Within comfort zone

Regional Cave Committee (RCC) Meeting Memorandum of Agreement (MOA) signing

Despite inclement weather in Laoag, the LEAD Movement tried to make it to Burgos to witness a historical first in the Ilocos ecotourism scene. After nearly a year of cave explorations, assessments and trainings, in hopes of promoting Burgos as a spelunking adventure destination, the joint undertaking is sealed with a Memorandum of Agreement (MOA) during the Regional Cave Committee (RCC) Meeting, organized by the Department of Natural Resource (DENR) and Protected Areas, Wildlife and Coastal Zone Management Service (PAWCZMS) Region I Offices, chaired by RED Samuel Peñafiel, CESO III, on August 23-24, 2012.

May the partnership between Burgos (led by Mayor Cresente Garcia) and DENR for co-management of the Burgos caves be the start of well planned/supervised/monitored multisectoral ecotourism projects that are sustainable and, most importantly, improve the well-being of the community.

More power to the DENR Regional office for their tireless efforts and invaluable contribution to sustainable tourism through ecotourism, the promotion of responsible nature appreciation/adventure, the empowerment of local government units and encouragement of people’s participation in the province of Ilocos Norte.

Chinese tourist in a photo op with the Provincial Director, Police Senior Superintendent

Our visiting Chinese friend Lee Zeng Peng tagged along. He requested a photo op with Provincial Director Senior Superintendent Marlow Chan. He loves Ilocos Norte so much that he’s back in the country after his first visit exactly a year ago. He speaks neither Filipino nor English, so I communicate through hilarious sign language. However, the hubby speaks his language, so Zeng doesn’t get lost. I’m surprised, he loves pinakbet (mixed local vegetables stewed in fish paste. It comes from the word “pinakebbet” which literally means “allowed to shrink or wrinkle”), and enjoyed the igado (a popular pork meat and innards dish – mixed with canned guisantes, or green peas, green and red bell pepper slices, sauteed in flavorful liver sauce).  I’ve tried the young restaurateur’s cooking before and it’s on the bland side. He was happy to see Burgos’ picturesque places in a video presentation at the meeting.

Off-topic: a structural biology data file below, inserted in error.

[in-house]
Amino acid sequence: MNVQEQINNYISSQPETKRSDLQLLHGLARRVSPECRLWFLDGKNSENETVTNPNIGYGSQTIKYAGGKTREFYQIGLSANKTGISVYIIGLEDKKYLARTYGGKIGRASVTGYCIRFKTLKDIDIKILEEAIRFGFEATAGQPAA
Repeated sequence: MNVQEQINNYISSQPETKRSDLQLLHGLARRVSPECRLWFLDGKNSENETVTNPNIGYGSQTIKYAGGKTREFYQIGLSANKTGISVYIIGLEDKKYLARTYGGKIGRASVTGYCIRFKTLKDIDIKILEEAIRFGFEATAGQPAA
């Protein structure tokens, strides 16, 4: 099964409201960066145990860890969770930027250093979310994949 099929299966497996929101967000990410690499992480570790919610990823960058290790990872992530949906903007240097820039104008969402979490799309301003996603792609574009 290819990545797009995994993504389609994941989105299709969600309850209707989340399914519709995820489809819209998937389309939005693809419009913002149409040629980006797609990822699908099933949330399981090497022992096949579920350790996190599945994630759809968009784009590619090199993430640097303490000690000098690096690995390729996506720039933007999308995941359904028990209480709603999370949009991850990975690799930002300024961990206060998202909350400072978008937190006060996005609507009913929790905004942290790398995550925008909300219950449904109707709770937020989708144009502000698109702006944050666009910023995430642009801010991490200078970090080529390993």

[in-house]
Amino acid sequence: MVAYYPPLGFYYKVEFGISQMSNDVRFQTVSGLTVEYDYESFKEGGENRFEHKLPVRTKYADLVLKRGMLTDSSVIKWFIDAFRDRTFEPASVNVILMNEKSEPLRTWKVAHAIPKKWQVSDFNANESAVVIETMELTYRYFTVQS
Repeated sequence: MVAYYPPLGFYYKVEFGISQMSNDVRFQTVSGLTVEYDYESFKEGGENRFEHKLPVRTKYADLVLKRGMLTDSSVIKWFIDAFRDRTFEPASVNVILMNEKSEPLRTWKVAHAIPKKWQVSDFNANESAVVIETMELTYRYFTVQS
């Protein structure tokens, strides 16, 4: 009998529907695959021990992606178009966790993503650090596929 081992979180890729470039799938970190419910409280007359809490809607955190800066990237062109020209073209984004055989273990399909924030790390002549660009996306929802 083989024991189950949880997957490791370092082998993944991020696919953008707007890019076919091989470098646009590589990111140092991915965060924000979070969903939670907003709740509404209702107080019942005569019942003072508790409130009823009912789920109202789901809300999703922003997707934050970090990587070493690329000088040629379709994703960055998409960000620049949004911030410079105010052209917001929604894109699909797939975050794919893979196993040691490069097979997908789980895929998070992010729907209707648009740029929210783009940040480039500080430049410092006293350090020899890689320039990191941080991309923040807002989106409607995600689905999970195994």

Chinese tourist eats pinakbet and igadoIlocano food -- Grilled chicken, pinakbet and igadoWaste Segregation seen in Burgos

Something new in the Burgos Town Hall compound. Hoping proper waste segregation becomes a part of everyone’s system, in the entire town of Burgos, the province and the country as well.

Photographed by Blauearth © Blauearth™ All Rights Reserved 2009-2012

Connecting Ilocanos through tourism

I am honored and thankful to Miss April Chiang Rafales, who asked me to bring her to the newsworthy locales up in my list. The pretty and smart April is a new reporter of ABS-CBN TV Patrol Ilocos, a highly rated local news program. Special thanks also to Mr. Randy Menor and the TV Patrol Ilocos staff, especially to efficient cameraman Tim and driver Mulo. I had a fine day with them in the great outdoors of Burgos last Saturday. Last but not the least, I have to thank, again, the hospitable leader of Burgos in the person of Mayor Cris Garcia, who I think is now a converted adrenaline junkie. Dry fit clothing become him.

Ilocos was experiencing an inclement weather condition when I thought summer just started — might be a sign of global warming. Nonetheless, the gusty winds did not intimidate us from getting our game plan actualized. Horseback riding in Palpalokada, check, spelunking in one of the 150+ caves around Burgos, check,  and we had time left to visit the local salt-making community and Fish Sanctuary — all on a hurried day!